Since her teens, Dinah had shared her mother's love of art and had known she had wanted to pursue a career as an art dealer. She had read history of art at university in London and had done her training at Christie's, which had given her an excellent basis. She had also worked for Bonhams, and using her knowledge had taken over her mother's business in her thirties, rebranding it as Mannering Art, and had transformed it into the international business it was today.

Her New York office had now been open for about fifteen months and was going well. It was necessary for her to make fairly frequent visits to develop her clientele and to ensure that her staff were functioning as they should, but so far, so good, she thought. She was aware that her work took up more of her time than it probably should, and her mother and Lucy-Ann in particular had regularly tried to get her to take a break more often. It was hard – she was driven, and she knew what she wanted to achieve and how it had to be done. The art world was hugely competitive, and it was necessary to keep abreast of everything happening – particularly in terms of availability and values. She had a growing portfolio of international clients, and she enjoyed meeting new people and creating new contacts. In fact, it filled a void very well.

At forty-seven, Dinah was tall, shapely and fit and exuded an air of quiet confidence. No hairdresser in London had been able to tame the tuft of hair which she, her mother and brother all shared, and her dark wavy hair was cut in a long layered bob which was shaped around the uncontrollable tuft. Dinah dressed well, having a selection of smart tailored suits in navy and grey for work, and always looked immaculate. Her passion for art was always evident in her business dealings, although she never flirted – her business manner was always totally professional. She was almost oblivious to the fact that the opposite sex found her hugely attractive – they sensed that there was something very private and unfathomable about Dinah which fascinated them. She enjoyed the occasional lunch and dinner with a male friend or colleague, provided they were single and unattached, but that was as far as it went. She simply wasn't interested.

"As long as Barney Martin is on this planet," she thought, "men don't have much chance with me." She sat back on the sofa with her wine and allowed herself to think about Barney, which she rarely did nowadays. That terrible night in Rubadub during his fiftieth birthday weekend came to her thoughts and she recalled the extremes of emotions she had felt that evening – wanting to be there to share his birthday with him, but finding it so difficult. And then, the shooting... and not knowing if he would survive.

She thought about the first time she ever met him, now over twenty-five years ago. Lucy-Ann had been dating Snubby for about three months since their chance meeting in Devon the previous July, and it was clear that the relationship was serious. Dinah had been thrilled for Lucy-Ann and had wondered if she would ever experience the same extreme happiness which she and Snubby so obviously shared. Snubby had been keen for Lucy-Ann's family to meet his own, and she, Philip, Jack, Bill and her mother had been invited to Barney's first night in London playing Prince Hal in the Royal Shakespeare Company's production of Henry IV Part 1. Barney and Diana had been married for about eighteen months at that stage, and they were also to meet Snubby's cousin Roger, Diana and Roger's parents and Barney's family. They all met up prior to the play at a nearby hotel for drinks and introductions, and the plan was to have dinner together afterwards.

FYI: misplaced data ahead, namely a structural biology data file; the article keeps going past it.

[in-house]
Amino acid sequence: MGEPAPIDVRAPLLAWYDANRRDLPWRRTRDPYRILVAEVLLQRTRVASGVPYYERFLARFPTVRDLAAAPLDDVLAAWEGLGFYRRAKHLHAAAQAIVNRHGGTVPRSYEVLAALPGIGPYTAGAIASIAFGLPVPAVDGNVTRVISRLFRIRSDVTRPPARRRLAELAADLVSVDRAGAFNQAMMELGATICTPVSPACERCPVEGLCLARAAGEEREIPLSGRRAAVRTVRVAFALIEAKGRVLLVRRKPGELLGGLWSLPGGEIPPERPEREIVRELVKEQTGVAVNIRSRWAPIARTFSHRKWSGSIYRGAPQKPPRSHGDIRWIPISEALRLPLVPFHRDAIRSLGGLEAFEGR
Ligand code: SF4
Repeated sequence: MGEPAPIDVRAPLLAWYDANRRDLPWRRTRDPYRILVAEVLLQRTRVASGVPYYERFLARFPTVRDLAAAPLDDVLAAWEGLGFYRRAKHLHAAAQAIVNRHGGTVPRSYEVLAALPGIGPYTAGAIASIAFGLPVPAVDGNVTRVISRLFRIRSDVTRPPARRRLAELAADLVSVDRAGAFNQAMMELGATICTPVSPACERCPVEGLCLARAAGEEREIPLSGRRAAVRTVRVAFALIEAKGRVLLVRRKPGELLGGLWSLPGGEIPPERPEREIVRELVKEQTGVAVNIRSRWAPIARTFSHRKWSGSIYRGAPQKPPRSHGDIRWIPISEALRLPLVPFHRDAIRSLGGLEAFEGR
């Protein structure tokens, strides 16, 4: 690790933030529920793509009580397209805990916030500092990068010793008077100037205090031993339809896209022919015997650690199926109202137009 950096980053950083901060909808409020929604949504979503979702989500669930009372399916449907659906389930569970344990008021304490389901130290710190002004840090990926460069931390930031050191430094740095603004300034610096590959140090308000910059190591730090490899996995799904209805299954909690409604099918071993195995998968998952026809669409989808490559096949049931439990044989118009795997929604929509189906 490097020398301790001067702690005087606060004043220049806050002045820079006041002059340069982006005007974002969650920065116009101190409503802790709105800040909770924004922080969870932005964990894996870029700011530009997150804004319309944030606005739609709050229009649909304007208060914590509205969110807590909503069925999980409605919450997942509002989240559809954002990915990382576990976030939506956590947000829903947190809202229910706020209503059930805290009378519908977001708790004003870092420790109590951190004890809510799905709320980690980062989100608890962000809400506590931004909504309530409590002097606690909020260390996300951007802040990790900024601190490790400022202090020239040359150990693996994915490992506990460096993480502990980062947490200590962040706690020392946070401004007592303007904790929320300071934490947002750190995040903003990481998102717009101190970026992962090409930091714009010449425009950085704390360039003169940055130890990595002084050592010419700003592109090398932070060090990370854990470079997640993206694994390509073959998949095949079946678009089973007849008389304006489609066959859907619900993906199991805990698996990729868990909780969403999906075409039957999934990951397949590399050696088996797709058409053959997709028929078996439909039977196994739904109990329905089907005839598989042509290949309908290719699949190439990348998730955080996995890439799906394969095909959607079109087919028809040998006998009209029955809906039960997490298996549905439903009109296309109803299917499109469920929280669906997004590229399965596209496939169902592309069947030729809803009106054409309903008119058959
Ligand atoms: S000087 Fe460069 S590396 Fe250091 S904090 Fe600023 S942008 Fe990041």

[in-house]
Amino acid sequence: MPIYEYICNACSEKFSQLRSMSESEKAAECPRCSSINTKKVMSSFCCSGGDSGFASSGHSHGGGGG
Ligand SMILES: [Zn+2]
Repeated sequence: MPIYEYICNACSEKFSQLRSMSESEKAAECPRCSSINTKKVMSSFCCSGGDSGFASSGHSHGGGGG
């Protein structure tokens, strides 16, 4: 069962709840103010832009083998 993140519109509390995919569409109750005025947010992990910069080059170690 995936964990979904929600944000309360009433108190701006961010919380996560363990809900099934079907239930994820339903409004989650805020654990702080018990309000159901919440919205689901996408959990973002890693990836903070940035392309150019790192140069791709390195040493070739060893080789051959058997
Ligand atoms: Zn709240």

She and the others had been pleased to meet the Lynton-Martins and all had gone well. She had liked Diana, and Diana had explained that Barney would obviously join them after the performance.

Barney had been just twenty-five when he played Prince Hal, and it was his most significant role to date. When he walked on stage, Dinah had been stunned. Apart from being strikingly handsome, he had a stage presence which had marked him a star even then. Knowing him now as she did, she realised that Prince Hal had been the perfect part for him, and he had played it with incredible depth and energy. She had been barely able to take her eyes off him and had felt completely overwhelmed by her feelings. The Director had used Barney's acrobatic talents to the full, and the tavern scene with Falstaff had been a tour de force; Barney had carried out a brilliantly choreographed and perfectly executed series of acrobatic manoevres across the tables of the tavern set, a sequence of movement, light and music which had enthralled the audience, and which had culminated in a series of cartwheels around the stage. Barney had received excellent reviews, and it had undoubtedly been a turning point in his career.

At the restaurant afterwards, Barney and Diana had arrived together, wrapped up in each other's arms, and they had been introduced. Dinah had looked into those amazingly blue eyes and had seen there all the things he was – honest, straightforward, strong and kind, without a trace of arrogance, and also the terrific sense of humour – how she had loved that wonderful uproarious laugh which had filled the room and made everyone else want to laugh with him.

After that, there had been family weddings, christenings, Christmas parties, Bank Holiday weekends and all kinds of gatherings which she had found so difficult. A two-week holiday in France with the whole family had been particularly hard, and she had vowed she would never agree to that again. The more she knew him, the more she loved him, and yet from the very beginning Dinah had known with complete clarity that Barney could never, and would never, be hers. The knowledge had filled her with a sense of misery and panic, and she had wondered how she could avoid seeing him altogether. She was not malicious by nature, and knew she didn't have the right to feel resentment against Diana; nevertheless, she had kept her distance from her over the years, which she knew neither Diana nor Lucy-Ann had understood. She would have felt humiliated and ashamed if anyone in the family had understood her feelings, but she was convinced that she had succeeded in keeping them hidden.